It finally settled down at 2200ish and after 140 seconds of problem-free yachting, I was thinking "phew, made it. i even have time to turn on the bilge pump before I get to the D'OHHH!!!!!!!!!!!!!!!!!"

Jump start, dock. Assuming I had a dead battery, I left the engine running so it could power the tilt. The moment I pressed the tilt up button, engine died. Just like the bilge pump. The moment either button is pressed, engine dies.

I discovered that if I left the jump starter connected to the battery while engine was running, bilge pump and tilt both worked like normal and didn't kill engine. But clearly the accessories were just draining the jump starter. Even for me, that's too stupid of a permanent fix.

Sorry for being long winded but just trying to remember everything I did that could be relevant.


TL;dr Here's the symptoms:

*Battery "suddenly" (over the course of 5 days) unable to start engine whereas previously it always started instantly.

*Jump started engine ran fine at full throttle for 10 or 15 minutes, but immediately thereafter wanted to stall below 2300rpm.

*While putting along at 2300rpm, turning on the bilge pump or tilt instantly killed engine.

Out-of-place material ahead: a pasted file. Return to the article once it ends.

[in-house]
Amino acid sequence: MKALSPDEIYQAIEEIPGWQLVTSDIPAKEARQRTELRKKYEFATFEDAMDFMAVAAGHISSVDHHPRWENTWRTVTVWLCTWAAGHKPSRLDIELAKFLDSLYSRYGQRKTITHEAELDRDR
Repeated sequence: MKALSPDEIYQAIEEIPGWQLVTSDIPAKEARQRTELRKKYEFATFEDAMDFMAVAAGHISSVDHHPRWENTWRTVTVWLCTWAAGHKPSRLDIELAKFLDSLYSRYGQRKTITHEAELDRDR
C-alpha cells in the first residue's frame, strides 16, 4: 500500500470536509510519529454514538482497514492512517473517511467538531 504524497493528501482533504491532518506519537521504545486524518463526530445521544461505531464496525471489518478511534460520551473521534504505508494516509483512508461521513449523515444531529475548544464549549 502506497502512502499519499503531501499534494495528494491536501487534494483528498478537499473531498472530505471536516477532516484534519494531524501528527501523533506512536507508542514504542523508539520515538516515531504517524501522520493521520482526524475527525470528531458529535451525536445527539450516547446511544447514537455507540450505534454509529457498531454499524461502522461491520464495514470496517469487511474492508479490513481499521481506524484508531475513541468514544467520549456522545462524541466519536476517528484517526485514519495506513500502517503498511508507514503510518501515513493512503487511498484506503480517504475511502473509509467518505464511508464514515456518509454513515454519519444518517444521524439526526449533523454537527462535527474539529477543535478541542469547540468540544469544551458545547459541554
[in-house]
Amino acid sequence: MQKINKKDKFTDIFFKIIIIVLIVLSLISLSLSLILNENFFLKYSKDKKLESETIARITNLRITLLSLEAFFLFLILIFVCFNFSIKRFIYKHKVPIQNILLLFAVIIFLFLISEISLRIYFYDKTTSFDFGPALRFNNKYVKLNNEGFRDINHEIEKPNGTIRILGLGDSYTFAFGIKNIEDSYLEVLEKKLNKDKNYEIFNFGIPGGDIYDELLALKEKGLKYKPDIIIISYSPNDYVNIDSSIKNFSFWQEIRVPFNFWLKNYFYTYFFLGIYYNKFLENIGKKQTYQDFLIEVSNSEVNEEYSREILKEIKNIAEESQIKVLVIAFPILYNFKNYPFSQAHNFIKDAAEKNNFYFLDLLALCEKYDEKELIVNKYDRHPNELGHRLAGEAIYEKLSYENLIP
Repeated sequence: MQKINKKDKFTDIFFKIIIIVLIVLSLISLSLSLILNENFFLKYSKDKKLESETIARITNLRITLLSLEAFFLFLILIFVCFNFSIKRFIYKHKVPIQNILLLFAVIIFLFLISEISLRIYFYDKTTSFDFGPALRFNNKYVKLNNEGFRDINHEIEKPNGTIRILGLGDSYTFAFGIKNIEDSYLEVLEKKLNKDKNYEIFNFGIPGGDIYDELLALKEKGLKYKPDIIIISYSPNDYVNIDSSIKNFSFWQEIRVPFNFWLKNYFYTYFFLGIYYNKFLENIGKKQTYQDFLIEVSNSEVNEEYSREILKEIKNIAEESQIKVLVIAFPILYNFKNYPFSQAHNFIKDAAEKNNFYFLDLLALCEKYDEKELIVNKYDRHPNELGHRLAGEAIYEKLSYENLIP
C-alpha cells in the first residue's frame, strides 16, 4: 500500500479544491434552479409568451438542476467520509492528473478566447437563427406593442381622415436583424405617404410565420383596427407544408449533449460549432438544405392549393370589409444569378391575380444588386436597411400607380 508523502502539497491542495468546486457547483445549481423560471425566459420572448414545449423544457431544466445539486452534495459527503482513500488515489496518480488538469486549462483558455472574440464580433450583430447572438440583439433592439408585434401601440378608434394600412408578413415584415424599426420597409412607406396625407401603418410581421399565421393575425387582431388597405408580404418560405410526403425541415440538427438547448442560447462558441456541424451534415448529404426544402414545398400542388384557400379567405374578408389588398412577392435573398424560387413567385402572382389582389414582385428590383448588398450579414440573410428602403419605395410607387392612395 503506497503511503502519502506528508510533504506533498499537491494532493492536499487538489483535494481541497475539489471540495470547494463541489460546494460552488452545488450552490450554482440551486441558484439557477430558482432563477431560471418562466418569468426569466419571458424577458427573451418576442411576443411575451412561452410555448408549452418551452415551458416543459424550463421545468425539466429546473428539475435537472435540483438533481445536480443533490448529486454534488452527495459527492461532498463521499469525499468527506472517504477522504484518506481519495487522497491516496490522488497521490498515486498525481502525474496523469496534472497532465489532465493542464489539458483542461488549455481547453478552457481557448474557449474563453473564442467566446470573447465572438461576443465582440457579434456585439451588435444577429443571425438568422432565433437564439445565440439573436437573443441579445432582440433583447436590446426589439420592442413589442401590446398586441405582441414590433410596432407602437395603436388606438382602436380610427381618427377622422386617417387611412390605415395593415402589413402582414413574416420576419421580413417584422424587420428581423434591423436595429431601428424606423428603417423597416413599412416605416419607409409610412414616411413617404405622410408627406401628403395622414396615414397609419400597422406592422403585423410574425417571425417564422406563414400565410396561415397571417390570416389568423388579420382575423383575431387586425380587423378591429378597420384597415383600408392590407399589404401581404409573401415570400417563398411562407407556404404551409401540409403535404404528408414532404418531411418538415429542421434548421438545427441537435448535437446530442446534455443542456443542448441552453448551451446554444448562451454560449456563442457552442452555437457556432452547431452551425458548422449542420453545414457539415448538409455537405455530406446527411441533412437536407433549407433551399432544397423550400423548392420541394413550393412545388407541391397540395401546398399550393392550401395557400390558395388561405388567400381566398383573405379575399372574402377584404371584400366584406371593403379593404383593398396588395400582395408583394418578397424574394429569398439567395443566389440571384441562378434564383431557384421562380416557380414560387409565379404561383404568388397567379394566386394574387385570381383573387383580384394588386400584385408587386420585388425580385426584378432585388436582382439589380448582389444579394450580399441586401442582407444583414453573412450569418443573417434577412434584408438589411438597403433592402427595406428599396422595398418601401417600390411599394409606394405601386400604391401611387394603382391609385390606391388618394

*RPM gauge dead, even when jump starter was left connected to running engine.

*Battery was 11 something volts when I put it on charger. There was still fluid in the battery, but just barely enough to keep all the plates covered when level.


I read about the voltage rectifier problems these engines have, and it sure sounds like that's my issue. But the rectifier box looked pristine, as did all the wires and connections. So I followed the wires to a fuse box and the 25amp fuse was blown.

Battery is charging now, and I will add distilled water when done. However, two of the plates in the battery have cracks or sulphur or something. I assume that is from lack of water? See picture here. With charger off, battery is now at 12.6v. Will leave it charging overnight.